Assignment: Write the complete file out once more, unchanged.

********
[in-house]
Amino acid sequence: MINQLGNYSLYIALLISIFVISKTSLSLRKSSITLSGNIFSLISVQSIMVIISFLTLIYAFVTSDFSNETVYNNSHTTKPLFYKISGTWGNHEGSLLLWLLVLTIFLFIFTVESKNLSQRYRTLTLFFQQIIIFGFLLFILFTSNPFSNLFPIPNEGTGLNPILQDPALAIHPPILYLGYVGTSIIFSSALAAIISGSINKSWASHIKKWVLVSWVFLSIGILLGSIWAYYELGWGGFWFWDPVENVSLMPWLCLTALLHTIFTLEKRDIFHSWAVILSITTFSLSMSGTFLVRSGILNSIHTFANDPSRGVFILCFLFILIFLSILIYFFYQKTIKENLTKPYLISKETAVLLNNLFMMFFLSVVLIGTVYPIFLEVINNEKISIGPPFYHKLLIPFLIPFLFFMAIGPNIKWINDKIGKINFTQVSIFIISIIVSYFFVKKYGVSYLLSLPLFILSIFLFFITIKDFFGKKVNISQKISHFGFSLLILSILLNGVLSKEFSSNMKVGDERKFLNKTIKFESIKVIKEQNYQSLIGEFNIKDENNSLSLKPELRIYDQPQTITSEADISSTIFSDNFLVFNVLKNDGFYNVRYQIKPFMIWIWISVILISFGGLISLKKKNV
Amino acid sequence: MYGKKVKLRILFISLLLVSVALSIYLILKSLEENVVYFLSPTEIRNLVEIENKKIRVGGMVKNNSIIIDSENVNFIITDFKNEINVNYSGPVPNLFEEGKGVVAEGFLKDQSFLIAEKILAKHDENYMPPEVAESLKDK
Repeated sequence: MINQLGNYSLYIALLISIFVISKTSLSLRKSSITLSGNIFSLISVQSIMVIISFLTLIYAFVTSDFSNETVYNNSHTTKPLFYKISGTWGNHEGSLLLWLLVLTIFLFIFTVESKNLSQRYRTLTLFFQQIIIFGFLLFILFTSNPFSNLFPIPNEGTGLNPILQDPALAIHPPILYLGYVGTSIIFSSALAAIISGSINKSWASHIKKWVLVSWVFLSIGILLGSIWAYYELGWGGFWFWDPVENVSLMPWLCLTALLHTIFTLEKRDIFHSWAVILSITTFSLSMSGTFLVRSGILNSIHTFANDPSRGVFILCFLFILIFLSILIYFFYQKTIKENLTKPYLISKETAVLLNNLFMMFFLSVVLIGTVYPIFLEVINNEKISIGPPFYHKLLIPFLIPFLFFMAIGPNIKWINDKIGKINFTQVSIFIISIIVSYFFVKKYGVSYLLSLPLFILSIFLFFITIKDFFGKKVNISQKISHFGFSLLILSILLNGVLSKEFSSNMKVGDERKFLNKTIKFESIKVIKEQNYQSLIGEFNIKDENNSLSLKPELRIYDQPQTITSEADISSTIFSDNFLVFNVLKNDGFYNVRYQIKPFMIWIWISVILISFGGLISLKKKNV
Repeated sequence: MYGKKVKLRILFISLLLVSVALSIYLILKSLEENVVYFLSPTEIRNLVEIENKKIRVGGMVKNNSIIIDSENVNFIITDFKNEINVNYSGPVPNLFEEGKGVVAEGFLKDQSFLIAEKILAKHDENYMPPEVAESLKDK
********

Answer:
[in-house]
Amino acid sequence: MINQLGNYSLYIALLISIFVISKTSLSLRKSSITLSGNIFSLISVQSIMVIISFLTLIYAFVTSDFSNETVYNNSHTTKPLFYKISGTWGNHEGSLLLWLLVLTIFLFIFTVESKNLSQRYRTLTLFFQQIIIFGFLLFILFTSNPFSNLFPIPNEGTGLNPILQDPALAIHPPILYLGYVGTSIIFSSALAAIISGSINKSWASHIKKWVLVSWVFLSIGILLGSIWAYYELGWGGFWFWDPVENVSLMPWLCLTALLHTIFTLEKRDIFHSWAVILSITTFSLSMSGTFLVRSGILNSIHTFANDPSRGVFILCFLFILIFLSILIYFFYQKTIKENLTKPYLISKETAVLLNNLFMMFFLSVVLIGTVYPIFLEVINNEKISIGPPFYHKLLIPFLIPFLFFMAIGPNIKWINDKIGKINFTQVSIFIISIIVSYFFVKKYGVSYLLSLPLFILSIFLFFITIKDFFGKKVNISQKISHFGFSLLILSILLNGVLSKEFSSNMKVGDERKFLNKTIKFESIKVIKEQNYQSLIGEFNIKDENNSLSLKPELRIYDQPQTITSEADISSTIFSDNFLVFNVLKNDGFYNVRYQIKPFMIWIWISVILISFGGLISLKKKNV
Amino acid sequence: MYGKKVKLRILFISLLLVSVALSIYLILKSLEENVVYFLSPTEIRNLVEIENKKIRVGGMVKNNSIIIDSENVNFIITDFKNEINVNYSGPVPNLFEEGKGVVAEGFLKDQSFLIAEKILAKHDENYMPPEVAESLKDK
Repeated sequence: MINQLGNYSLYIALLISIFVISKTSLSLRKSSITLSGNIFSLISVQSIMVIISFLTLIYAFVTSDFSNETVYNNSHTTKPLFYKISGTWGNHEGSLLLWLLVLTIFLFIFTVESKNLSQRYRTLTLFFQQIIIFGFLLFILFTSNPFSNLFPIPNEGTGLNPILQDPALAIHPPILYLGYVGTSIIFSSALAAIISGSINKSWASHIKKWVLVSWVFLSIGILLGSIWAYYELGWGGFWFWDPVENVSLMPWLCLTALLHTIFTLEKRDIFHSWAVILSITTFSLSMSGTFLVRSGILNSIHTFANDPSRGVFILCFLFILIFLSILIYFFYQKTIKENLTKPYLISKETAVLLNNLFMMFFLSVVLIGTVYPIFLEVINNEKISIGPPFYHKLLIPFLIPFLFFMAIGPNIKWINDKIGKINFTQVSIFIISIIVSYFFVKKYGVSYLLSLPLFILSIFLFFITIKDFFGKKVNISQKISHFGFSLLILSILLNGVLSKEFSSNMKVGDERKFLNKTIKFESIKVIKEQNYQSLIGEFNIKDENNSLSLKPELRIYDQPQTITSEADISSTIFSDNFLVFNVLKNDGFYNVRYQIKPFMIWIWISVILISFGGLISLKKKNV
Repeated sequence: MYGKKVKLRILFISLLLVSVALSIYLILKSLEENVVYFLSPTEIRNLVEIENKKIRVGGMVKNNSIIIDSENVNFIITDFKNEINVNYSGPVPNLFEEGKGVVAEGFLKDQSFLIAEKILAKHDENYMPPEVAESLKDK